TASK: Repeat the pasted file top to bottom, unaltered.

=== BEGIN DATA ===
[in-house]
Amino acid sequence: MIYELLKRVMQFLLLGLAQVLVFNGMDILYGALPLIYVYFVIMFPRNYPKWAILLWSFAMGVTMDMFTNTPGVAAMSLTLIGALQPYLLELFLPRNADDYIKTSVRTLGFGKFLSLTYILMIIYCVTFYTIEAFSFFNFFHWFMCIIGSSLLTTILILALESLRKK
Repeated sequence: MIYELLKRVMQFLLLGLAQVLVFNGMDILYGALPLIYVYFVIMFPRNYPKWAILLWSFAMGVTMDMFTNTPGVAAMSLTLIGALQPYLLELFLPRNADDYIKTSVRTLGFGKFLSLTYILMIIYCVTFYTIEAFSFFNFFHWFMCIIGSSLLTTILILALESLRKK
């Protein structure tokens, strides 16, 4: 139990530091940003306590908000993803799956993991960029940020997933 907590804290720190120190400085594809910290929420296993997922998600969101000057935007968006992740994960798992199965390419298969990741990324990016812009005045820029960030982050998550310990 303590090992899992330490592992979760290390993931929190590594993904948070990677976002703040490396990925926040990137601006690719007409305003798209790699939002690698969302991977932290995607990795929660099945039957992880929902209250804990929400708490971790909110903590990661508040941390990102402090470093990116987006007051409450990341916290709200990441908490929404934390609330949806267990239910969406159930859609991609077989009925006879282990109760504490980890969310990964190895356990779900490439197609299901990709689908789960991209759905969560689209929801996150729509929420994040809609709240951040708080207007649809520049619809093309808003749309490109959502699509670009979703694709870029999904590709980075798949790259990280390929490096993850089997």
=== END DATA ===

[in-house]
Amino acid sequence: MIYELLKRVMQFLLLGLAQVLVFNGMDILYGALPLIYVYFVIMFPRNYPKWAILLWSFAMGVTMDMFTNTPGVAAMSLTLIGALQPYLLELFLPRNADDYIKTSVRTLGFGKFLSLTYILMIIYCVTFYTIEAFSFFNFFHWFMCIIGSSLLTTILILALESLRKK
Repeated sequence: MIYELLKRVMQFLLLGLAQVLVFNGMDILYGALPLIYVYFVIMFPRNYPKWAILLWSFAMGVTMDMFTNTPGVAAMSLTLIGALQPYLLELFLPRNADDYIKTSVRTLGFGKFLSLTYILMIIYCVTFYTIEAFSFFNFFHWFMCIIGSSLLTTILILALESLRKK
């Protein structure tokens, strides 16, 4: 139990530091940003306590908000993803799956993991960029940020997933 907590804290720190120190400085594809910290929420296993997922998600969101000057935007968006992740994960798992199965390419298969990741990324990016812009005045820029960030982050998550310990 303590090992899992330490592992979760290390993931929190590594993904948070990677976002703040490396990925926040990137601006690719007409305003798209790699939002690698969302991977932290995607990795929660099945039957992880929902209250804990929400708490971790909110903590990661508040941390990102402090470093990116987006007051409450990341916290709200990441908490929404934390609330949806267990239910969406159930859609991609077989009925006879282990109760504490980890969310990964190895356990779900490439197609299901990709689908789960991209759905969560689209929801996150729509929420994040809609709240951040708080207007649809520049619809093309808003749309490109959502699509670009979703694709870029999904590709980075798949790259990280390929490096993850089997």